Health Care Reform

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by Carolina on April 28, 2010

After months of debate that has played out across every conceivable form of media, Barack Obama, The President of The United States has signed into law the most critical social program named the Health Reform. More than half of the Americans still do not understand how they will be affected by this reform, which consists on a package of insurance regulations, tax credits, and new programs. Americans would like to know about how their families will benefit, what they will really pay, whether they will get better or worse care, and what could go wrong from here. There are some questions that need answers: Where will you get insurance? Will you pay more or less for it? What will reform do to your tax bills? And the most crucial question: is the new system likely to leave you with better or worse access to quality HEALTH care? The answers are not obvious. But what it is known is that this new law does not create a UNIVERSAL health plan like Canada’s, or our Medicare system. Instead, this new law builds a system designed to catch people who do not get insurance at work and cannot afford to buy their own, people who lose their jobs, who have pre-existing conditions, or who want to create businesses and insure themselves and their workers. The Congressional Budget Office (CBO) estimates that under the law eventually 94% of legal residents will have HEALTH coverage, up from 83% today.

For most of us, not a lot will seem to change at first. The CBO estimates that in 2019, 160 million Americans will still be getting their insurance from their employers, paying about the same rate as they would have without reform, and millions more will continue to buy private insurance. The new health reform will ensure access to coverage. In order to provide this, the law takes money out of some pockets and puts it into others. This basically works in the way that if you are affluent, you could pay higher taxes; if you are not, you might get tax credits to help you to buy insurance. In a statement, HHS Secretary Kathleen Sebelius sought to highlight some positive findings for seniors. For example, the report concluded that Medicare monthly premiums would be lower than otherwise expected, due to the spending reductions. “The Affordable Care Act will improve the health care system for all Americans, and we will continue our work to quickly and carefully implement the new law,” the statement said.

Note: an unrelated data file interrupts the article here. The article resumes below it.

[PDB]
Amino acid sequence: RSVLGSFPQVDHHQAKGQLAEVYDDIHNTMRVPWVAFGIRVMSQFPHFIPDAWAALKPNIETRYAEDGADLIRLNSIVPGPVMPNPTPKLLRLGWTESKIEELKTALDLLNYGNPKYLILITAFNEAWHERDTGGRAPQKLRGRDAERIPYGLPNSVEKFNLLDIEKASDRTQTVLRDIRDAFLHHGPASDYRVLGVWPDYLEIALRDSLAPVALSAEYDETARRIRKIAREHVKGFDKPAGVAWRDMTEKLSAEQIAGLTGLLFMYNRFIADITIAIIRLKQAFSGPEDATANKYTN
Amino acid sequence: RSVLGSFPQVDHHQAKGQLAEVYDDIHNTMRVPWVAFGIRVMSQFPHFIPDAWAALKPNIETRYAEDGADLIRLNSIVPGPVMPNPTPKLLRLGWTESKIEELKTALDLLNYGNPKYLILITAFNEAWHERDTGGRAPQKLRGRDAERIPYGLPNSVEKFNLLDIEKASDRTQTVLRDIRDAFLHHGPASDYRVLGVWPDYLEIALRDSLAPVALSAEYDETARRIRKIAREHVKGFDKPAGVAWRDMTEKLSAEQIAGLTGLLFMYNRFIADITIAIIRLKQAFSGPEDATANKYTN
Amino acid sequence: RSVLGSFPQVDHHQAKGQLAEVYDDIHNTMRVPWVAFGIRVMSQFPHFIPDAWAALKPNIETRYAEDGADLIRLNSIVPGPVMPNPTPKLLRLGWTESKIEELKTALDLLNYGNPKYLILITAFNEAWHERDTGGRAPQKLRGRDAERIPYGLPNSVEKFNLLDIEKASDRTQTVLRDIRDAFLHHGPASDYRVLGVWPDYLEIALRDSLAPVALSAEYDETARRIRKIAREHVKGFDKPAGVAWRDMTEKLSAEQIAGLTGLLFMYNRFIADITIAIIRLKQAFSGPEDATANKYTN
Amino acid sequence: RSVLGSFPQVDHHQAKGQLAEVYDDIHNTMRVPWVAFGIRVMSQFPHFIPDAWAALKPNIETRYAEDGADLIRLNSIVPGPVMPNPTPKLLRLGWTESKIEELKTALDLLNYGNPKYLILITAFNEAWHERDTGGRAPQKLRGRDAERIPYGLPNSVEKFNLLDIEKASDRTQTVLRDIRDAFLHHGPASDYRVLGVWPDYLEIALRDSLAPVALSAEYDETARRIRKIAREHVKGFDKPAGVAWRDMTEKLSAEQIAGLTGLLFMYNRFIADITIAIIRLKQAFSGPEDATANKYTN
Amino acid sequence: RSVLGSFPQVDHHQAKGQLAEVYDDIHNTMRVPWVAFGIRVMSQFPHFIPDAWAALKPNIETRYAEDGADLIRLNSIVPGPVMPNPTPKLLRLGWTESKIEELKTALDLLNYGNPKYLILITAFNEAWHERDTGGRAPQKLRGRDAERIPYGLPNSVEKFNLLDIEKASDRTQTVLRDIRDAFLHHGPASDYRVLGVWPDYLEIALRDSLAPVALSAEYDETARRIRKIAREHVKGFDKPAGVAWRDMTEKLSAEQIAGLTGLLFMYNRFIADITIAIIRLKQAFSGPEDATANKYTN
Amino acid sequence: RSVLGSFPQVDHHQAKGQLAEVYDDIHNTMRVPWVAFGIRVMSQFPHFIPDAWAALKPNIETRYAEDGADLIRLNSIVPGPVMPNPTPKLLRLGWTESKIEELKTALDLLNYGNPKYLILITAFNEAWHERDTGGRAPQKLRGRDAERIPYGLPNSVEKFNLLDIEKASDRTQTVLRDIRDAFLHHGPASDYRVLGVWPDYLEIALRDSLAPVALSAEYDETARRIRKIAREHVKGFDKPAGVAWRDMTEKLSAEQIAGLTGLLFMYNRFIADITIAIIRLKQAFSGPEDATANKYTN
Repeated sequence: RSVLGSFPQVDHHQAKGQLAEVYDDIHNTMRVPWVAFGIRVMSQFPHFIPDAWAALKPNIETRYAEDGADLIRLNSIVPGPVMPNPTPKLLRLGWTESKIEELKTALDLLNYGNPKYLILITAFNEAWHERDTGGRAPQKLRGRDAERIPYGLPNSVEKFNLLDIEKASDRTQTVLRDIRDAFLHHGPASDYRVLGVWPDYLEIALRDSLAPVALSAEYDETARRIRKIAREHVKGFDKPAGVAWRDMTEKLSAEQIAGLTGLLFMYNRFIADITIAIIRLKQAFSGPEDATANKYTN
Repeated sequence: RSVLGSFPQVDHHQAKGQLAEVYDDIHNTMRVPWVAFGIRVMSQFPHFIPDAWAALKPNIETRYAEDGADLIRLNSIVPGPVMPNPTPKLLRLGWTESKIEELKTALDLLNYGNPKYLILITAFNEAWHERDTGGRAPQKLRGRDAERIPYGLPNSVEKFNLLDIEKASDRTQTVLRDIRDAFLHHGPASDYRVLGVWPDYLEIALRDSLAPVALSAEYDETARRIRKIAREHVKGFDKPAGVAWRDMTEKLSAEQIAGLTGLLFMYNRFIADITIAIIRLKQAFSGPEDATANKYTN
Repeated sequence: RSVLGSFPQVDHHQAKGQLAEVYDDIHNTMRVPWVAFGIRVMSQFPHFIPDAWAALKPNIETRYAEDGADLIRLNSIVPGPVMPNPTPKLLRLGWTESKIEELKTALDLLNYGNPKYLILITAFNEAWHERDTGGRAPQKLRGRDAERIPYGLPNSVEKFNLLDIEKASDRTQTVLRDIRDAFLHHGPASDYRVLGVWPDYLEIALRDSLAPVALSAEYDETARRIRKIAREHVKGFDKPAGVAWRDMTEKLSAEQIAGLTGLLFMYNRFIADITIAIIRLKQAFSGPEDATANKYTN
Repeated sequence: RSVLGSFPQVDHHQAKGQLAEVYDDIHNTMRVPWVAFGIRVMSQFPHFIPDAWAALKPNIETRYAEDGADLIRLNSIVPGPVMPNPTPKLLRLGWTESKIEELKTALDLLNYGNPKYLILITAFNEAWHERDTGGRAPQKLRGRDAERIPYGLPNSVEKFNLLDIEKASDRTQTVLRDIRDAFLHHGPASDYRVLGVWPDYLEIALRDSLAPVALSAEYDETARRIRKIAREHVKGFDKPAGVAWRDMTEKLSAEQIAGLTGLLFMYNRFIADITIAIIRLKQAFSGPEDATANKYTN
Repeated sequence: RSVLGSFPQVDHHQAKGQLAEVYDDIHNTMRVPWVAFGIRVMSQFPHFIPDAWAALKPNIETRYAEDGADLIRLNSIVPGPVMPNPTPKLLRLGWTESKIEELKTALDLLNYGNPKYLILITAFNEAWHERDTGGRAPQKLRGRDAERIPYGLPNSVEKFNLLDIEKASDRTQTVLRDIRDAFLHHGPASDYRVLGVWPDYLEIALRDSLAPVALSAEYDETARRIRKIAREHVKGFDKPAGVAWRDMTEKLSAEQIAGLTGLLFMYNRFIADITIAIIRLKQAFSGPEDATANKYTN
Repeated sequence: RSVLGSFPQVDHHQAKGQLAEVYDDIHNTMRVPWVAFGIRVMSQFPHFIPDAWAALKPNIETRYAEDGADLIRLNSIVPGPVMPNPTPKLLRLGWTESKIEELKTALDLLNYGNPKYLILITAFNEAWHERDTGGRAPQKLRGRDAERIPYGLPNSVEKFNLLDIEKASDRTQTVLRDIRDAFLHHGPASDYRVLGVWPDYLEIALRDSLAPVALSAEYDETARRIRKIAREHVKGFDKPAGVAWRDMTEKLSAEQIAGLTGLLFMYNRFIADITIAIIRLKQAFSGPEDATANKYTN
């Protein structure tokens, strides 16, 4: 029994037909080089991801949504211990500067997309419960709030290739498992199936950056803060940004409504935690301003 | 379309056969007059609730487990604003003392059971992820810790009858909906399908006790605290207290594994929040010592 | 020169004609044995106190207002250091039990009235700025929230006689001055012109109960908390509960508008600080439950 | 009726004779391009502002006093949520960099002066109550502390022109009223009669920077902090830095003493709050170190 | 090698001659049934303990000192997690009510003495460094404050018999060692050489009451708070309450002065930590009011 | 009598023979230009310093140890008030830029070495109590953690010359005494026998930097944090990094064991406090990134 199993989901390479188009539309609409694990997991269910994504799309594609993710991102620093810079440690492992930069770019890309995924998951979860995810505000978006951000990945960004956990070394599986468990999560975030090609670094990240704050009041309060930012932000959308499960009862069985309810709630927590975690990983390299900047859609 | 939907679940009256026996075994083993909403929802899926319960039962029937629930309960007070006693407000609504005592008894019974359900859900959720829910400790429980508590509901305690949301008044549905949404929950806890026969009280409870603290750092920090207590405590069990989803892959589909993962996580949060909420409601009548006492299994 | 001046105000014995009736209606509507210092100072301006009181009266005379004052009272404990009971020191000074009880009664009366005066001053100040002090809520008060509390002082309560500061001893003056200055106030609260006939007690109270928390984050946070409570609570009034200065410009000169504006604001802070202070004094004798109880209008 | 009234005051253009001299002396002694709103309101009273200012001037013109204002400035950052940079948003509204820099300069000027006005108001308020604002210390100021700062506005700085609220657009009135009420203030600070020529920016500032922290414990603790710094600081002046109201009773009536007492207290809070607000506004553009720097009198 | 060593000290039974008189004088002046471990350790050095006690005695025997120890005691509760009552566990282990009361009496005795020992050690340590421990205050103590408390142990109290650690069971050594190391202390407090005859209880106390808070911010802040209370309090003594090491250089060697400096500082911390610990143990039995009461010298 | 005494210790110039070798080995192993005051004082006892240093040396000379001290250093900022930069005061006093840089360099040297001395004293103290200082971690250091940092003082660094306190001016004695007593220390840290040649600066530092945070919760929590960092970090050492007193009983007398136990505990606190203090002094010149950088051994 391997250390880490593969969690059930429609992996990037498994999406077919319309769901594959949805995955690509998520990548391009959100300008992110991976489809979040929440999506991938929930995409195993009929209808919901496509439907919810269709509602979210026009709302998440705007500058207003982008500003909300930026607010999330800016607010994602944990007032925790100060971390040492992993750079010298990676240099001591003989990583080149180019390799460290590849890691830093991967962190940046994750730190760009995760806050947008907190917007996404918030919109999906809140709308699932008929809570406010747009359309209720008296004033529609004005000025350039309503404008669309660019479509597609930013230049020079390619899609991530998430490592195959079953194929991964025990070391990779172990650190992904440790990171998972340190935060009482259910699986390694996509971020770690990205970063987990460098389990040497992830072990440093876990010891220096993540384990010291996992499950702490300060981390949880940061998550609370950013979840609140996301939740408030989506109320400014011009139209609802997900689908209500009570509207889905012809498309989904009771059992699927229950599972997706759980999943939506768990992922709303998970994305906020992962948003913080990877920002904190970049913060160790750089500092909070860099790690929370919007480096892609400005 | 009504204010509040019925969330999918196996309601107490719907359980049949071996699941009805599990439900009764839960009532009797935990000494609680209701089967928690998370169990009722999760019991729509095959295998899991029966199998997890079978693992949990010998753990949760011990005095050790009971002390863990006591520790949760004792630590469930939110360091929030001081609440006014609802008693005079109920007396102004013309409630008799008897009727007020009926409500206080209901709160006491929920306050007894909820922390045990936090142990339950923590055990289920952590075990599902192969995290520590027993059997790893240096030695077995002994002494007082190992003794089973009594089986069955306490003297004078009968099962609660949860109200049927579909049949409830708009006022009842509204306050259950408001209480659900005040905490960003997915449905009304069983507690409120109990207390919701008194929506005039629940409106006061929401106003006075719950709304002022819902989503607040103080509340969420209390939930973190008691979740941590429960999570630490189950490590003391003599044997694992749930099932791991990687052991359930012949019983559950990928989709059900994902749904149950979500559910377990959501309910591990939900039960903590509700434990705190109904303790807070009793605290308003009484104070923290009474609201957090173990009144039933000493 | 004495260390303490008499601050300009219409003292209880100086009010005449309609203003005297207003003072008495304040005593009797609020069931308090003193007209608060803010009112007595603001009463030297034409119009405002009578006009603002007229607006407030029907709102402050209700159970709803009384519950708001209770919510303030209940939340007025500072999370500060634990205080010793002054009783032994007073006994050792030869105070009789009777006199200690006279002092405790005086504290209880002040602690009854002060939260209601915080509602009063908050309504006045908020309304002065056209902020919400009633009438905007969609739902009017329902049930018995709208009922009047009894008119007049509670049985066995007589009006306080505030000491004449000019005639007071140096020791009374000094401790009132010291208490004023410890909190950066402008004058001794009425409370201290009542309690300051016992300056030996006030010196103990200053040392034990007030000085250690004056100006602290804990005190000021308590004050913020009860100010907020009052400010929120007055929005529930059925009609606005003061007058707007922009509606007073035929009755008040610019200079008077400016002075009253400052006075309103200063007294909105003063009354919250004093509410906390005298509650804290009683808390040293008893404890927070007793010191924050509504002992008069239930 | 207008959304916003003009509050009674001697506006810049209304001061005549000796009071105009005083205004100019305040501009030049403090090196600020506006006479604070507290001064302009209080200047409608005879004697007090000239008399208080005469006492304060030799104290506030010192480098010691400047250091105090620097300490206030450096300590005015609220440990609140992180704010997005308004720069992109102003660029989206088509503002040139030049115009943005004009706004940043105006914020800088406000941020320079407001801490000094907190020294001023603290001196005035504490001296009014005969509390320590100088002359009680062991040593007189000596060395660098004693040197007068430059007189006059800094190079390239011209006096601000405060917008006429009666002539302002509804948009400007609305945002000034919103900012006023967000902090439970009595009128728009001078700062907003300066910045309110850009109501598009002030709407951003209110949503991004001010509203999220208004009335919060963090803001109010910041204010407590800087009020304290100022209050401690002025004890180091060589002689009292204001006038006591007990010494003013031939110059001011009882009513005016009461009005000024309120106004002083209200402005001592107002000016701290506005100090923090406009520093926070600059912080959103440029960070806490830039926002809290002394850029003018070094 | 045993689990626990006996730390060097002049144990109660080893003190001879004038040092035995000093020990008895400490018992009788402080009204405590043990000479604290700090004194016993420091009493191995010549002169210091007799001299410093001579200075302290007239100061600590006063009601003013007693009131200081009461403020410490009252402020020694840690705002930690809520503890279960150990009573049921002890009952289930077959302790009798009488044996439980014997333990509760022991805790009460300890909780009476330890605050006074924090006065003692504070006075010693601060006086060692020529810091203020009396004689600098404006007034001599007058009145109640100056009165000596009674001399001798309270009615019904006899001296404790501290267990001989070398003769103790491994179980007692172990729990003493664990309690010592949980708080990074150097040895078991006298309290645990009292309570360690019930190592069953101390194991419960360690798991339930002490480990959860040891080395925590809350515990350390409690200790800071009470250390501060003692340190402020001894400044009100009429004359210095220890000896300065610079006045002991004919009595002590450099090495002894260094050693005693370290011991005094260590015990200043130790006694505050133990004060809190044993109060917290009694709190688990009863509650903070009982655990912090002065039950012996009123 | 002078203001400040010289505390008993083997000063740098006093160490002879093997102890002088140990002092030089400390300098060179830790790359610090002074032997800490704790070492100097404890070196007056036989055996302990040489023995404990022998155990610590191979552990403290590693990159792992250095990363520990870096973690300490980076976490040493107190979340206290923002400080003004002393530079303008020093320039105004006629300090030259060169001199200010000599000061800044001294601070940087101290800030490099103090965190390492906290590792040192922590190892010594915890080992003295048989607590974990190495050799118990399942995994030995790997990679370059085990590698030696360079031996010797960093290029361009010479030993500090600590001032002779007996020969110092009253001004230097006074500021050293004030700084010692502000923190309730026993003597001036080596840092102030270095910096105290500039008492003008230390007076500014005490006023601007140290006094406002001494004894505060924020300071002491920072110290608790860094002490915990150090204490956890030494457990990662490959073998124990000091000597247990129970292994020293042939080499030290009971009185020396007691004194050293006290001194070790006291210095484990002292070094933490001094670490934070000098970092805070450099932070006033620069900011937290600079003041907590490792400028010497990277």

The U.S. spends $2.5 trillion a year on health care, far more per person than any other developed nation, and for results that aren’t clearly better when compared to more frugal countries. After a year of debate, the law would create new health insurance markets for individuals and small business. It is expected that in 2014 most Americans would be required to carry health insurance except in cases of financial hardship. Tax credits would help many middle-class households pay their premiums, while Medicaid would pick up more low-income people; and insurers would be required to accept all applicants, regardless of their health. This health reform is getting a mixed verdict in the first comprehensive look by neutral experts: More Americans will be covered, but costs are also going up.

To understand how reform will affect us, we might answer these key questions:

  • How could Health Reform help me?
  • What is the new law going to cost me?
  • Where could it go wrong?
  • What does health reform fail to fix?

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